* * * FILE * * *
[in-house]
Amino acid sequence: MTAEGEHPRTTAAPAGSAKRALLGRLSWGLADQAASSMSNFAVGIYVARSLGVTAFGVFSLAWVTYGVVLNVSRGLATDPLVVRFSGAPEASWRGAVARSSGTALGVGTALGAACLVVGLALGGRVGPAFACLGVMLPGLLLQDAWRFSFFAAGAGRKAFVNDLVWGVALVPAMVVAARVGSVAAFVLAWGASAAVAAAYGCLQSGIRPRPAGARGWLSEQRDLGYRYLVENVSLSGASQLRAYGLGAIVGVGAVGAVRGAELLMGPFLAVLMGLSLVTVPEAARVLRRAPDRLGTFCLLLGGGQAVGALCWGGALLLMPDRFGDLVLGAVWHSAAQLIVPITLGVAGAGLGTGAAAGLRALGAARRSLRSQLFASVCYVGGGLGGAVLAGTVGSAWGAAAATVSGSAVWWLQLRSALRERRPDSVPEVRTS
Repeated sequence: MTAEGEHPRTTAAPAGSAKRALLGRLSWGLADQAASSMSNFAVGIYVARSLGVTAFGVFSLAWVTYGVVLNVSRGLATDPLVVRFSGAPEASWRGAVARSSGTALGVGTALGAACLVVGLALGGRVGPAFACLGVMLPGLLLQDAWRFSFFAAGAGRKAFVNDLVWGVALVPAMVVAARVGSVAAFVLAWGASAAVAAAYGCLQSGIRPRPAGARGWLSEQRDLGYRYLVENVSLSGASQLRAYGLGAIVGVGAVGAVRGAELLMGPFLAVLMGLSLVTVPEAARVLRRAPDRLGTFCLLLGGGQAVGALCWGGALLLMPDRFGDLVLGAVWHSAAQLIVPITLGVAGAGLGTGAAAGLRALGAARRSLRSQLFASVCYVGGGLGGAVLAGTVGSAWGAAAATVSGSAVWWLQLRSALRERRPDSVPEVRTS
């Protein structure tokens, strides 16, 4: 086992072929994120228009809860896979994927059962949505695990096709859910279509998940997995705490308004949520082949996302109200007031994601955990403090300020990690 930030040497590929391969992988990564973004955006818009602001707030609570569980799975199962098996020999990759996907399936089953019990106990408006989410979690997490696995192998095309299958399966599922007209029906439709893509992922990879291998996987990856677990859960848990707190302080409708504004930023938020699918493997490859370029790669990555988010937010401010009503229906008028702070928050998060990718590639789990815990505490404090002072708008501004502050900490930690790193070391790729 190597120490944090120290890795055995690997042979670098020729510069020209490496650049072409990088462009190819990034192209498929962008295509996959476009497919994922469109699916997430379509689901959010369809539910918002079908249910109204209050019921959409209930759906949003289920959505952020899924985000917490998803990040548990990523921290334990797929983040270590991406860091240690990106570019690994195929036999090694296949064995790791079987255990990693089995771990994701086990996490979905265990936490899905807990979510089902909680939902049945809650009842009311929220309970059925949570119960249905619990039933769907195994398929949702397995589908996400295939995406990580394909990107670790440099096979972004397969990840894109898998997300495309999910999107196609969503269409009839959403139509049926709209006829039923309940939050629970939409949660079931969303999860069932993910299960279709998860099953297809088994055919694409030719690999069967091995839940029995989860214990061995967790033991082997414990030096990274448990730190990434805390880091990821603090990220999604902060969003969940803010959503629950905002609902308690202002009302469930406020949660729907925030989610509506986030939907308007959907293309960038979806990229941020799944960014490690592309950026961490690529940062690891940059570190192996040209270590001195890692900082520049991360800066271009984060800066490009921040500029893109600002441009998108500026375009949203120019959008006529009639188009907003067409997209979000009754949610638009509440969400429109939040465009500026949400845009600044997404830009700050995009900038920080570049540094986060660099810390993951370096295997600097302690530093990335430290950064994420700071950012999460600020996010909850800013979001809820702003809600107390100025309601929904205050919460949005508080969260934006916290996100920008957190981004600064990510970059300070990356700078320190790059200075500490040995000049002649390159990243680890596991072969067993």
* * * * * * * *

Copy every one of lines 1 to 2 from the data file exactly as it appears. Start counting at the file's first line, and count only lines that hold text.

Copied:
[in-house]
Amino acid sequence: MTAEGEHPRTTAAPAGSAKRALLGRLSWGLADQAASSMSNFAVGIYVARSLGVTAFGVFSLAWVTYGVVLNVSRGLATDPLVVRFSGAPEASWRGAVARSSGTALGVGTALGAACLVVGLALGGRVGPAFACLGVMLPGLLLQDAWRFSFFAAGAGRKAFVNDLVWGVALVPAMVVAARVGSVAAFVLAWGASAAVAAAYGCLQSGIRPRPAGARGWLSEQRDLGYRYLVENVSLSGASQLRAYGLGAIVGVGAVGAVRGAELLMGPFLAVLMGLSLVTVPEAARVLRRAPDRLGTFCLLLGGGQAVGALCWGGALLLMPDRFGDLVLGAVWHSAAQLIVPITLGVAGAGLGTGAAAGLRALGAARRSLRSQLFASVCYVGGGLGGAVLAGTVGSAWGAAAATVSGSAVWWLQLRSALRERRPDSVPEVRTS